One scene in the movie stood out, clearly imprinting in my memory. I have recalled it many times since, I must have been pleasantly traumatized by it. A schoolteacher takes a bunch of children out on a picnic to a cave site in the hills. They sit by a stone ledge and open their sandwiches. One little girl open her buttered sandwich and exclaims 'Its raining!' The teacher says 'It's not raining.' The girl cries out 'But its red!' and looks up. A bloody female hand with freshly dripping blood pokes over the ledge. Everyone screams. Oh, how we loved watching this then, a bunch of kids in our neighbor's home (the only television set in the area at that time) and replayed it over and over in our heads and in our games. Drops of blood being an index for murder is a corny cliche today, but for us kids it was an affirmation of our own imaginations and fears.

By this time of course I had had my fill of horror stories and horror movies (only through books and magazines, trawling the depths of Poona's British Council Library, where I practically grew up). A particular favorite was the Encyclopedia of Horror Film and Cinefantastique (full of pictures, both scary and naughty-that's where I discovered King Kong, Godzilla, Dracula, Boris Karloff, Bela Lugosi, Vincent Price, Frankenstein, the Mummy, the Creature from the Black Lagoon, The House of Wax, the Thing, the Blob, and everything undead), and of course the monthly Films and Filming magazine that I could never get enough of. Watching these actual movies would come much, much later. No, I consumed texts, still images and above all movie posters, lurid marquees in books and magazines and outside on all the cinema theaters I passed everyday in our school-bus on our way to school, fueling fantasies and populating the visual libraries in my head.

Chabrol, of course, I saw for the first and only time time that evening in the mid 70s. I found the scene again today, after nearly 40 years, and in glorious color here. And yes, the scene played put pretty much as I remembered it. Amazing, how I must have internalised the whole thing. A few years later, still a kid, I wrote a murrrderrr ishtory of my own called 'Whatever happened to Aunt Alice?' full of killing and assorted bunkum, where the first clue to a possible doing-in were three drops of blood on a bedsheet. Yes, yes, I did Google the title today to find that it was a film made in 1969, and I must have seen the title somewhere, what did I know? Plagiarism does not exist when you are ten. I must have seen the poster on the right, it has a gory familiarity, the blood is just about right. Also, this just occurred to me: the image of the bloody hand on the DVD box mirrors the hand in Le Boucher. Some amazing triangulation happening here, both inside my head and outside of it.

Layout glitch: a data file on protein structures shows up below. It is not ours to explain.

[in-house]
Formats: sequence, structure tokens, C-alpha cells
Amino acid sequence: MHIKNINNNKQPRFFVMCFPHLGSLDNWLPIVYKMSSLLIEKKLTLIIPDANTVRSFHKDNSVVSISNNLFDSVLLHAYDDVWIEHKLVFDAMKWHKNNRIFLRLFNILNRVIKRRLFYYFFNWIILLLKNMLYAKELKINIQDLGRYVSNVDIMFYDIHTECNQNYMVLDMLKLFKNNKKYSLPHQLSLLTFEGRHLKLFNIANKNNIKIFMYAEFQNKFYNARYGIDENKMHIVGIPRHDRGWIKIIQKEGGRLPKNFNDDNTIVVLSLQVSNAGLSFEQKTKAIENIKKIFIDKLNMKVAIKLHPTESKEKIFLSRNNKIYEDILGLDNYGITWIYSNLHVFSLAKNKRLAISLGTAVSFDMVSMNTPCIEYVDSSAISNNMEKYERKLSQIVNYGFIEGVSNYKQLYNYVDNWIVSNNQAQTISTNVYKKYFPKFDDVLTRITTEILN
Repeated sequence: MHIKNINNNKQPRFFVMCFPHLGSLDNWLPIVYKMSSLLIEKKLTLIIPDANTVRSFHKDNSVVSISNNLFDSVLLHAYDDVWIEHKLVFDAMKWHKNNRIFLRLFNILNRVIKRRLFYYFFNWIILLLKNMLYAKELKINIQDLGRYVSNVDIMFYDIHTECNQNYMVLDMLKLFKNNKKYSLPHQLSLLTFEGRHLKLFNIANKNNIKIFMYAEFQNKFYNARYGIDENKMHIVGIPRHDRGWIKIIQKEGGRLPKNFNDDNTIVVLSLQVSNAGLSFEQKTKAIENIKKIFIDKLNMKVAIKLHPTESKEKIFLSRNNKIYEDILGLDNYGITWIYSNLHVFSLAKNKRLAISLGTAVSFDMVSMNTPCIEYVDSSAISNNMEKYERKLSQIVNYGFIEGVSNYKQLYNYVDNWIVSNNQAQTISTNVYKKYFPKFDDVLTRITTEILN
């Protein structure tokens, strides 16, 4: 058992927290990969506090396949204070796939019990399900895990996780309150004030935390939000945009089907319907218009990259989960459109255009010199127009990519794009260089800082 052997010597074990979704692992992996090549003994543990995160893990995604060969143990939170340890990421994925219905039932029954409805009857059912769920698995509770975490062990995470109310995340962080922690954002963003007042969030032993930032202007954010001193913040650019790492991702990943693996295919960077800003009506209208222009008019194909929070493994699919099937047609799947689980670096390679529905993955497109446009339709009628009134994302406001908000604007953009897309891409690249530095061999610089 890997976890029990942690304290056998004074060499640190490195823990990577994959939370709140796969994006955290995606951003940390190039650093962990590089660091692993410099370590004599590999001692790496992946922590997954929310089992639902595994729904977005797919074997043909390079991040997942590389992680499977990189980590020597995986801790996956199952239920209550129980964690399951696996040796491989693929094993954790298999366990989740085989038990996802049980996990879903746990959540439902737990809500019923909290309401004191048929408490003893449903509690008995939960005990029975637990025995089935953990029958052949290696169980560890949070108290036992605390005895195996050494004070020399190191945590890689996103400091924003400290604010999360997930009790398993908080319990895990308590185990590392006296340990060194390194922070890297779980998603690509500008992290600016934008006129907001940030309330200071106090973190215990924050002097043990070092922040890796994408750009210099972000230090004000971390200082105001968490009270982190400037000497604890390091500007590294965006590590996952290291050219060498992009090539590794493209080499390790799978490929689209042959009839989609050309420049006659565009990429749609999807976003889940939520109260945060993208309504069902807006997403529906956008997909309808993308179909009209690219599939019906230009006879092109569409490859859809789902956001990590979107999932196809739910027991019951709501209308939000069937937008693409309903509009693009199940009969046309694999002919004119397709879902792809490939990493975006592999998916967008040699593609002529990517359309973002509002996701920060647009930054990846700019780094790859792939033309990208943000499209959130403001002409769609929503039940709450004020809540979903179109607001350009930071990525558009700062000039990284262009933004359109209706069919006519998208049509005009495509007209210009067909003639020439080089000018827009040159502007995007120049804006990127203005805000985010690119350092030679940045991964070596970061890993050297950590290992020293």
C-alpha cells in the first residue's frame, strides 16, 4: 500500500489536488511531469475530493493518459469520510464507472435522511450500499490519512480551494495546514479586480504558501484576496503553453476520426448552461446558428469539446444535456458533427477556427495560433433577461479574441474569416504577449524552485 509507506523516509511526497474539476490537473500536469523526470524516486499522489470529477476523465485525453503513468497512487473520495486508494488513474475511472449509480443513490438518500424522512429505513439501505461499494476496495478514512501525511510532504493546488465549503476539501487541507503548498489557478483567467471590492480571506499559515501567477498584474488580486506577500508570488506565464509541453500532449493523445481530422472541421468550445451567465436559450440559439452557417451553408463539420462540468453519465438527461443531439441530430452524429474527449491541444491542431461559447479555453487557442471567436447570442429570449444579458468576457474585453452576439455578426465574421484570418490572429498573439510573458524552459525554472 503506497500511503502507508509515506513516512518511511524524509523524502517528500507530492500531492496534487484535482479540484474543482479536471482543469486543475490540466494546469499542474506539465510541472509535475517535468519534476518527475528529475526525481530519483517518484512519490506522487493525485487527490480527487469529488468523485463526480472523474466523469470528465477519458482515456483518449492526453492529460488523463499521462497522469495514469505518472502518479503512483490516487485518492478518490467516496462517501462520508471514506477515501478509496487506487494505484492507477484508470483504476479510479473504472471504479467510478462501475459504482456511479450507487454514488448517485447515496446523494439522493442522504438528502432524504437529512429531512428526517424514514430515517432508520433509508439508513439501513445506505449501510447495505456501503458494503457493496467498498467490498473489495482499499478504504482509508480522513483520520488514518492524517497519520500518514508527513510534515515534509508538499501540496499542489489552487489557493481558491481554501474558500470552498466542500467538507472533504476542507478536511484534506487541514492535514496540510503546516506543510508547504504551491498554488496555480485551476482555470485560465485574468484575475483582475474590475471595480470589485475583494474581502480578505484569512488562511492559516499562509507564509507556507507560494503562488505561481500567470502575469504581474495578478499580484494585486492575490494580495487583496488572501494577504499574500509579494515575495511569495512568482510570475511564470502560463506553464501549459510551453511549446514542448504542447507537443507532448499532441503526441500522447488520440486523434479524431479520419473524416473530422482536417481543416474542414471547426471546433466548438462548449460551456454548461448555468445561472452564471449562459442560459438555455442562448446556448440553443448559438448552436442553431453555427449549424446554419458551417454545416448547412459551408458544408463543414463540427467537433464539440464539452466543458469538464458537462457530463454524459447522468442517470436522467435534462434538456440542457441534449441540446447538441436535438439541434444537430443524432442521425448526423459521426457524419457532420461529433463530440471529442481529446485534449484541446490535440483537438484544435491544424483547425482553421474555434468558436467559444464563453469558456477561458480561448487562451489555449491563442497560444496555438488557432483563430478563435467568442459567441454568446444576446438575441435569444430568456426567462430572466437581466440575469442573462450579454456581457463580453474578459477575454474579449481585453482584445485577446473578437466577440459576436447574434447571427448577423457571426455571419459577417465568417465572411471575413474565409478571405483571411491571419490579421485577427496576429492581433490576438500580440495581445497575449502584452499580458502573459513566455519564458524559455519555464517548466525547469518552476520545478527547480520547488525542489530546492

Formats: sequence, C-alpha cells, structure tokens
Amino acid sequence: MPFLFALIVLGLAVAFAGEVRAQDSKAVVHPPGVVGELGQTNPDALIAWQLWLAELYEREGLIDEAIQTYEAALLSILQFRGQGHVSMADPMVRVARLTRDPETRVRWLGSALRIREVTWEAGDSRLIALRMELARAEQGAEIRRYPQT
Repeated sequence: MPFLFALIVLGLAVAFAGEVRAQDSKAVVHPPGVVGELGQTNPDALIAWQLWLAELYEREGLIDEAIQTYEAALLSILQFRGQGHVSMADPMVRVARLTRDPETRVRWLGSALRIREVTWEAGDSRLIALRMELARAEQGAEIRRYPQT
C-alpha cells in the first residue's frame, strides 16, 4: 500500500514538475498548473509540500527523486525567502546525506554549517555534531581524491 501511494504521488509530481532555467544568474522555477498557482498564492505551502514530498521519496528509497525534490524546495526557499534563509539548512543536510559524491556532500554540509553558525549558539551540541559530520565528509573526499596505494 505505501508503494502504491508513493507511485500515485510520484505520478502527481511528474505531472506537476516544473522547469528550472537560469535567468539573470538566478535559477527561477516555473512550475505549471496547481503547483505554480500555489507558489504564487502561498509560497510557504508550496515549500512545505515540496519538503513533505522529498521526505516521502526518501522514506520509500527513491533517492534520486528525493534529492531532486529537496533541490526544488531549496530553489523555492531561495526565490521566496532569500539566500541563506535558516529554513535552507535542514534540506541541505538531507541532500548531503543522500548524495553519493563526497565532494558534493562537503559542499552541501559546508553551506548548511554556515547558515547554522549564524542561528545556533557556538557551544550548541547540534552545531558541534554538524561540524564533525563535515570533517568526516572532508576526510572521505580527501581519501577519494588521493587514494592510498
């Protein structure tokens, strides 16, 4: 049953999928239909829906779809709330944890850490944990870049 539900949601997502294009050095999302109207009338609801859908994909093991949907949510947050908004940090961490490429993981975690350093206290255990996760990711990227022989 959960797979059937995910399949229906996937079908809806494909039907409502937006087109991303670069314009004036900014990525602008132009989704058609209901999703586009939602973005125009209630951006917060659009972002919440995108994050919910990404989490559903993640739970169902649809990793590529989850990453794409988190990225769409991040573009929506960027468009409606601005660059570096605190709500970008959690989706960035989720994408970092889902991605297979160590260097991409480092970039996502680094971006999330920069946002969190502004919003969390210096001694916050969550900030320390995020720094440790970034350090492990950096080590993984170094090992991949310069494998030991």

But of this I am sure of:
when those drops fell on the little girl's open buttered sandwich, I saw them fall in red.

Wednesday, August 25, 2010

A New Beginning

This is the first piece I wrote for Time Out Mumbai, occasioned by their 'End of the Line' issue on the last suburbs at the end of the Mumbai Local lines. Panvel, of course is currently the last station on the Harbour Line.

A New Beginning
Mustansir Dalvi tries to makes sense of living in Panvel

A patch of road, about three feet wide, crosses my path to the railway station on the New Panvel side. Elsewhere, the road continues, well tarred regularly before each monsoon. This singularity, however, remains untouched and has been since the Harbour Line made its way into town in 1995. Not just unmaintained: it was never built in the first place. Every subsequent overlay of tar turns this dirty old track into an even deeper crater filled with rocks and plastic detritus. Each morning, as I drive station-wards, I am compelled to make obeisance here with a loud, teeth-rattling thump. Departmental no man’s land between the Central Railway and CIDCO, to me this patch represents Panvel itself.